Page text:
Cell Fate and Nuclear Organization - Prof. Peter Meister

Meister laboratory website

Our body is composed of billions of cells, each of them achieving a specialized task. For example, our flat skin cells ensure protection from external physical and chemical aggressions whereas our rod-like photoreceptor cells in the eye allow light to be sensed in our environment. Despite this variability in structure and function, almost all cells in our body have exactly the same genome, the DNA sequence where our genetic information is stored. As an analogy, one could think of the genome as the hard disk of a computer, where every program for each cell type is stored but in each cell only one of these programs is executed.

Our body is composed of billions of cells, each of them achieving a specialized task. For example, our flat skin cells ensure protection from external physical and chemical aggressions whereas our rod-like photoreceptor cells in the eye allow light to be sensed in our environment. Despite this variability in structure and function, almost all cells in our body have exactly the same genome, the DNA sequence where our genetic information is stored. As an analogy, one could think of the genome as the hard disk of a computer, where every program for each cell type is stored but in each cell only one of these programs is executed.
The genome is physically separated from the rest of the cell within a specialized organelle, the nucleus. A high level of compaction is achieved: our genome is 2 meters long but stored in a ball of a diameter of 5 micrometers (the nucleus). This would correspond to a very thin wire the length of the distance from Zürich to Geneva stored within a basketball. The compaction of this wire is, however, neither homogenous nor constant: some regions of the genome are very densely wrapped while others are looser. This compaction level along the wire, as well as the spatial distribution of the genome (where a given segment of the wire is located inside the nuclear ball) is unique to each cell type and setup when cells acquire a specialized function. Moreover, problems in structural components of the nucleus have been shown to be causal in a number of diseases. These point to the importance of the organization of the genome in space inside the nucleus. What we aim to discover is.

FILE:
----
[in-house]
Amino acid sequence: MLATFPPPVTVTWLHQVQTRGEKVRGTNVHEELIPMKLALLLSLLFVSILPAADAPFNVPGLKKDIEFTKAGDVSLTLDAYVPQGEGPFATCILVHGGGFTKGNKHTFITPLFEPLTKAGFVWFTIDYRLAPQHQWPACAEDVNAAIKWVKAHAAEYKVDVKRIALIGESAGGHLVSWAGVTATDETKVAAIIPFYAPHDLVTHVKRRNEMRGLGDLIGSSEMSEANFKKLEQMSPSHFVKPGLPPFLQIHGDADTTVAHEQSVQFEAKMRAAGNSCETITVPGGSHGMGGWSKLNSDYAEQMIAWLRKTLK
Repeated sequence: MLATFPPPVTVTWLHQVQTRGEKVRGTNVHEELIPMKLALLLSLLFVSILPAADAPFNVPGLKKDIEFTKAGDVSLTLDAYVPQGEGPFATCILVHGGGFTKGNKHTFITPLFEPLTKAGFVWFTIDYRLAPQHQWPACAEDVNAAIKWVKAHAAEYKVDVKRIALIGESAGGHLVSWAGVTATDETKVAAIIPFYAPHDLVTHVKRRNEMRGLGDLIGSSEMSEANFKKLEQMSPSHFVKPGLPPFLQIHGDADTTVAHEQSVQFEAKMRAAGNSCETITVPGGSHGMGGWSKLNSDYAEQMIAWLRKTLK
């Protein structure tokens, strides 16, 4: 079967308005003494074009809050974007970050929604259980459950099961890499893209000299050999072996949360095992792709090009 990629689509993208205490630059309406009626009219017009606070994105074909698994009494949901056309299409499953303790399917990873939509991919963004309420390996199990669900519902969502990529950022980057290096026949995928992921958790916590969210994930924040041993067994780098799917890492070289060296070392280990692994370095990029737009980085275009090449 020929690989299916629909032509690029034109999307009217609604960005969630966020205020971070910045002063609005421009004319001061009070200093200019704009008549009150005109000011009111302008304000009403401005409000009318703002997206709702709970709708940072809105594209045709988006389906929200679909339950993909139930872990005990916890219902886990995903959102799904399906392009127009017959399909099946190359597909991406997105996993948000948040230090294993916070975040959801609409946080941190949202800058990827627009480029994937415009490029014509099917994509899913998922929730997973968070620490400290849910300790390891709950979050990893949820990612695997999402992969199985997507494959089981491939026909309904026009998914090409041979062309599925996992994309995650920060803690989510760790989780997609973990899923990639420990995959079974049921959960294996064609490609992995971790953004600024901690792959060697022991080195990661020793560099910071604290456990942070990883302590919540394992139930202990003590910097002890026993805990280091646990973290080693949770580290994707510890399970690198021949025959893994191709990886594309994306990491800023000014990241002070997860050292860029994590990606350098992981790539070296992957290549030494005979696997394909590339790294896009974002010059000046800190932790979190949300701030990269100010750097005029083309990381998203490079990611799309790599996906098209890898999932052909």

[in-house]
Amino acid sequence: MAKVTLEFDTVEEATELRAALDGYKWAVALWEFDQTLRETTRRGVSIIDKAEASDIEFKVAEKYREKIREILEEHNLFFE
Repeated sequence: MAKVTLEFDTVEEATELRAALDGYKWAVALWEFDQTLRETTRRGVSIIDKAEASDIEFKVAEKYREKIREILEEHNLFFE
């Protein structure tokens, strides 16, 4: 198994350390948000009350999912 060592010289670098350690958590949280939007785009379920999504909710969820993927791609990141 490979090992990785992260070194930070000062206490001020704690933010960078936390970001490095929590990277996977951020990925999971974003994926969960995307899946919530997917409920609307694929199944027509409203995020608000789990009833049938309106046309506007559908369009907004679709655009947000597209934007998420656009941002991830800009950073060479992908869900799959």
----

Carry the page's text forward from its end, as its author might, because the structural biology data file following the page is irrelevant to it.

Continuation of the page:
The link between the execution of a given program and the subnuclear 3D localization of the individual genes – lines of codes – that achieve that program; the rules that govern gene localization.
What holds the different parts of the wire at defined places inside the nucleus.
The effect of changing the localization of individual genes and/or parts of the wire on the program and function of the cell.

 

The organism which is used for these studies is the roundworm C. elegans. This simple animal is found in our gardens on rotting fruits, its fast life cycle (3 days) makes it an ideal laboratory model. It is one of the best-known organisms in which individual different cells achieve specialized tasks (as the skin or photoreceptor cells). Since much of the machinery involved in organizing the genome in 3 dimensions is evolutionarily conserved, the knowledge gained in the roundworm will improve our understanding of the gene expression program also in more complex animals like humans where such studies are not yet possible. The characterization of what is responsible for nuclear organization will also shed light on the mechanisms that underlie induced changes in these expression programs. This knowledge will improve our comprehension of cancer appearance, where cells change their function and begin to divide anarchically. It will also help us understand how cells can revert to non-specialized states, an emerging field full of therapeutic promises..